What produces this are current car sales, the Bernanke attempt to defy the economy law of gravity, and the rather witless tax deal worked out last December, which shoves a lot of tax rebates right into the top segment of the population. And they'll spend it, which will reinforce the inflation cycle. In the meantime, incomes will be eroding from the bottom up.

Then when the payroll tax goes back up in 2012, we'll wind up with a short-cycle effect.

That's highly preliminary, though.

I am unhappy about the continuing high demand for six month treasuries. The one month I can see, the three month is high, but coverage of 4.72 on the six month is not forecasting a very strong investment cycle in 2011! No matter how much I try to convince myself that this is partly due to retraction from longer money to shorter money, I'm just not comfortable with this.

I look at commercial paper for non-financials and I don't get the warm fuzzies:

Yeah, it has to do with the inventory cycle, but still.

There was a big January pay down on revolving consumer (non-RE) debt at banks in January. That's a seasonally adjusted drop of 13.4 billion dollars or 26.8% annualized (don't worry, that won't continue). So people charged some and paid off more. Banks hold close to 3/4s of revolving consumer debt, so that sudden change in January revolving consumer credit people were talking about wasn't a change at all - higher-enders charged holiday purchases and then paid them right off in January.

The inexorable rise in Other deposits paused in December and then resumed in January. It looks like home sales got a boost at the end of the year due to large drops in Large Time Deposits, but that has ended. I'm guessing a lot of this was from people like Ron pulling money to bail out the kids or provide a large enough downpayment to qualify for a lower rate.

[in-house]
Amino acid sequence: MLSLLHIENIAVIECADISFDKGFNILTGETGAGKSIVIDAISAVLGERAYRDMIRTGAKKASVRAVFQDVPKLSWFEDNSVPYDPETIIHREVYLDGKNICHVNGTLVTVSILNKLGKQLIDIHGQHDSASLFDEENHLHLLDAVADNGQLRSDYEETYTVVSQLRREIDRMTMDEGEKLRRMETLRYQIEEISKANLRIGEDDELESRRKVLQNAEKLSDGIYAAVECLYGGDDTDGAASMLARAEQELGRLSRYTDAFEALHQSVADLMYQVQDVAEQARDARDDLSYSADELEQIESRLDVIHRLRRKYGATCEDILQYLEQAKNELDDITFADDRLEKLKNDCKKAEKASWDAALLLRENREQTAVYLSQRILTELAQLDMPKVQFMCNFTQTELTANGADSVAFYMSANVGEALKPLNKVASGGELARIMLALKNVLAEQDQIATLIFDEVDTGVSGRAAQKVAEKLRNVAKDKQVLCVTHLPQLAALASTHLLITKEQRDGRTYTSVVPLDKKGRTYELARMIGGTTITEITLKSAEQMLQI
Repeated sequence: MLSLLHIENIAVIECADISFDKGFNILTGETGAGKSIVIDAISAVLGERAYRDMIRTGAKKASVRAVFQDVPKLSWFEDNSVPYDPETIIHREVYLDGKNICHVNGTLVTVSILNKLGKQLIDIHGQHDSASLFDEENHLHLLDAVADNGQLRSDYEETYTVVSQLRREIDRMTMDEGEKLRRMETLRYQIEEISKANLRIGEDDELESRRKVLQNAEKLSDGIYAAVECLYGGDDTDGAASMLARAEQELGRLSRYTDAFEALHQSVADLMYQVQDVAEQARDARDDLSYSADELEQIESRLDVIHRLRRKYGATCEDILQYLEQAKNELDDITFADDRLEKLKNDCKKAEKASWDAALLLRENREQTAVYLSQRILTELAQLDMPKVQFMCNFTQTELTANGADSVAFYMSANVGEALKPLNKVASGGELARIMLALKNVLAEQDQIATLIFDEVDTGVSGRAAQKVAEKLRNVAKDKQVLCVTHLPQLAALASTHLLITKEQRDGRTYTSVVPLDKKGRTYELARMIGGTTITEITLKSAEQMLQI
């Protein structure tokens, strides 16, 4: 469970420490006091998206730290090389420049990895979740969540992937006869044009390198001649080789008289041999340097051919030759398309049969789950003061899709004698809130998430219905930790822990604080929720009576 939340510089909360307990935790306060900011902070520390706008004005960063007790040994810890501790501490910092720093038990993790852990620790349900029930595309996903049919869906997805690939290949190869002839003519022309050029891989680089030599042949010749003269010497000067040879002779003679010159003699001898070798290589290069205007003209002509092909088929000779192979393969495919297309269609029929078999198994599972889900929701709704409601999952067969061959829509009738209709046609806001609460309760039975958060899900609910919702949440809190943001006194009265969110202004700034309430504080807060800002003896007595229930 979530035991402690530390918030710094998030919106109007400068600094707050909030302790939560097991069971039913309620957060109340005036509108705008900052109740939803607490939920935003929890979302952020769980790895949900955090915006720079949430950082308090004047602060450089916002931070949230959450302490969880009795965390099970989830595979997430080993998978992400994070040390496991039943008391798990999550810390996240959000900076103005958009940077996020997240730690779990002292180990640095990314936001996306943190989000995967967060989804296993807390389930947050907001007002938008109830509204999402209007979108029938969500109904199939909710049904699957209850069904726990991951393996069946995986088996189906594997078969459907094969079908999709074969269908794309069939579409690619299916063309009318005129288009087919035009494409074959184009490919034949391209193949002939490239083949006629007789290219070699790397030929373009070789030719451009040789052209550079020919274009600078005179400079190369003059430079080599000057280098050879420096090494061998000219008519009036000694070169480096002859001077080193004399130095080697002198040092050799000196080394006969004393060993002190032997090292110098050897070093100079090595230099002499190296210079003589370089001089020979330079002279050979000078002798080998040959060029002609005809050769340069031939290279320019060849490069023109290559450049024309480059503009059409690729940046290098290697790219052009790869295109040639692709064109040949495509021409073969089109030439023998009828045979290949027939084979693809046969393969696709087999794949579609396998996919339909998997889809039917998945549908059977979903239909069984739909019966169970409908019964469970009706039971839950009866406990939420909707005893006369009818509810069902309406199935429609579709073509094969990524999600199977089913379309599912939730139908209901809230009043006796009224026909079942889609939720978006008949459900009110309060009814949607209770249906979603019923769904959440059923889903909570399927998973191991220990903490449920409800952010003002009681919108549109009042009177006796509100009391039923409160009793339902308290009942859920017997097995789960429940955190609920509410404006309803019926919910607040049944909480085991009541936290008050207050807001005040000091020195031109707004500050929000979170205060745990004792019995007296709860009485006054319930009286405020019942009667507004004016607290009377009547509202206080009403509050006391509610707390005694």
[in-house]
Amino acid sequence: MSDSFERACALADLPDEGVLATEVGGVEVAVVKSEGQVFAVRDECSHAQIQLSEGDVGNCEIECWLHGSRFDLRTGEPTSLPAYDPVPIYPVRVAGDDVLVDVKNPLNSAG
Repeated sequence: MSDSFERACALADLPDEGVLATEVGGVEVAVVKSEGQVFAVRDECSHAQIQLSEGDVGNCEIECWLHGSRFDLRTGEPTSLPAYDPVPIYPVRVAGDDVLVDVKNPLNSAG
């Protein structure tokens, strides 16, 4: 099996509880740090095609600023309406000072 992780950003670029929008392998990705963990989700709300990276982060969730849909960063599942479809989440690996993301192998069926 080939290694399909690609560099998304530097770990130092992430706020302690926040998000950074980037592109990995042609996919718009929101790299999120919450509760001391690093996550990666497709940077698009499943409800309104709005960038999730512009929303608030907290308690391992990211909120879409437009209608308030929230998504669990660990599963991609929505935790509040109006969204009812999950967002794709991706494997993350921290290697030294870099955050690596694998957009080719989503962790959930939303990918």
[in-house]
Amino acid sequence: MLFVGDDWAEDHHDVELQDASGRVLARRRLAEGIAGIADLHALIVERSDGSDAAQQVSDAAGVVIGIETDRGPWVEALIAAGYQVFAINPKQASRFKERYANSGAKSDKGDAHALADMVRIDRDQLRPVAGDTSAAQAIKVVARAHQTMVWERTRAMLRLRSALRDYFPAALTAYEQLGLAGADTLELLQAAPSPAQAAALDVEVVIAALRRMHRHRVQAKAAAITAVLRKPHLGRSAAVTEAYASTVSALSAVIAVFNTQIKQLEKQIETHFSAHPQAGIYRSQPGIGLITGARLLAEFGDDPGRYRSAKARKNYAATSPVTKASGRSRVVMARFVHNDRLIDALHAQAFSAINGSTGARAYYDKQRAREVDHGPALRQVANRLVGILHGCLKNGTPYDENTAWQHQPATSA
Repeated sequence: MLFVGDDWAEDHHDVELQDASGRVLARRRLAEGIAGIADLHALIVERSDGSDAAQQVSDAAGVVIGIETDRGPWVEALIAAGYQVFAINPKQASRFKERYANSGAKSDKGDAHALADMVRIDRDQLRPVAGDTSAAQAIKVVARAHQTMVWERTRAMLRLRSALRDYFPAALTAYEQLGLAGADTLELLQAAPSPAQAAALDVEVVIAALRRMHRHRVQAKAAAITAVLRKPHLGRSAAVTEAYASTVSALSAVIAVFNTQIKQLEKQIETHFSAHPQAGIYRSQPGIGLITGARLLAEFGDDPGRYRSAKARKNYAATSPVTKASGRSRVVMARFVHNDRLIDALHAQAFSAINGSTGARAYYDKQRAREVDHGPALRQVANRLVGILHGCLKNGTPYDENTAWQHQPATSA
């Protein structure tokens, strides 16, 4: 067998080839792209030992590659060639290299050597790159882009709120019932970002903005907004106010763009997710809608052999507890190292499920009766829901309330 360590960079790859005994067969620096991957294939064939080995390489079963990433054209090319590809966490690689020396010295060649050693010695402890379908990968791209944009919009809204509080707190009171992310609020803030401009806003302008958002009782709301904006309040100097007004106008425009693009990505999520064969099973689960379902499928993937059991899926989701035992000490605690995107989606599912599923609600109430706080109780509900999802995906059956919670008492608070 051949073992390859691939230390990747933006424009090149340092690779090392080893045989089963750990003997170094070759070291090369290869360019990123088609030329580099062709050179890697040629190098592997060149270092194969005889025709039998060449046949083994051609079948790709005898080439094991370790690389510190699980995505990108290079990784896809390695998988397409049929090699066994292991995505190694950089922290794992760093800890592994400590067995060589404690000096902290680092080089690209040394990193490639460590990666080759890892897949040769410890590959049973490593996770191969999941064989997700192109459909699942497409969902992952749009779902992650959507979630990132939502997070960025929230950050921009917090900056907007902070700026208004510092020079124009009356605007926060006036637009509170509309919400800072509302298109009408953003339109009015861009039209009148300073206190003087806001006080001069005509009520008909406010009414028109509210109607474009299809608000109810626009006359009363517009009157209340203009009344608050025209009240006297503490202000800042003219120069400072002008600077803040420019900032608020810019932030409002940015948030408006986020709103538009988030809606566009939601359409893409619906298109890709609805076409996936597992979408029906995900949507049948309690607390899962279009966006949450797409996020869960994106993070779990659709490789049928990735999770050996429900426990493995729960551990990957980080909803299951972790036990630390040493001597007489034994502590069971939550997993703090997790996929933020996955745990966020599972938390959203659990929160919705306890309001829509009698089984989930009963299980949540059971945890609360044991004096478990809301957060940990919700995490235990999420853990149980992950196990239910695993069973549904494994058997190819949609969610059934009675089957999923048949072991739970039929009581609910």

PS: The Manufacturing and Trade Inventories and Sales report for December is out. There's a table that aligns well with the retail sales report. Nothing remarkable.

I think you mean Q3 2012 recession.

Can you expand on what you mean by 2007-like buying patterns?
Brian - thanks, I fixed it.

The shift from discretionary to necessaries indicates an unfavorable income trend.

The wild card is what we don't know about real incomes (some theories of the GD have a much higher rate of real economic activity for part of that time than officially reported, due to barter arrangements), but part of that uncertainty vanishes when you look at what people are actually buying.

The other effect here is one that would tend to indicate that a new downturn can't happen, because most of the fat has already been pared. It's much harder for companies to cut jobs now.

Still, with every year that passes that becomes less true.

"Restaurants & Bars: -0.7"

"I don't know, I looked at this and it gave me the willies."

Eating Out vs. Eating at Home v.4

Companies still have plenty room to fire. One Fortune 500 I know laid off people in the IT section in November to be effective in March. They just "passed around the hat" looking for more expense cuts. When it gets real tough, they fire here in USA and offshore to India for half price.

I haven't given my employees a raise in 3 years. I have been hoping one would quit because I could upgrade the quality of employee for less money. I won't fire one because my Unemployment rate would go up a factor of 10. If only they wouldn't let a customer stand and wait for the employee to finish a cigarette before helping the customer.

Remember that the big increase in gasoline sales is money that goes straight to the middle east (or Canada) and is not recycled here.

Your posts on the Hospital Insurance receipts have been dead on my feel for the economy. Jobs are being created but the pie is not increasing. Keep of the great work.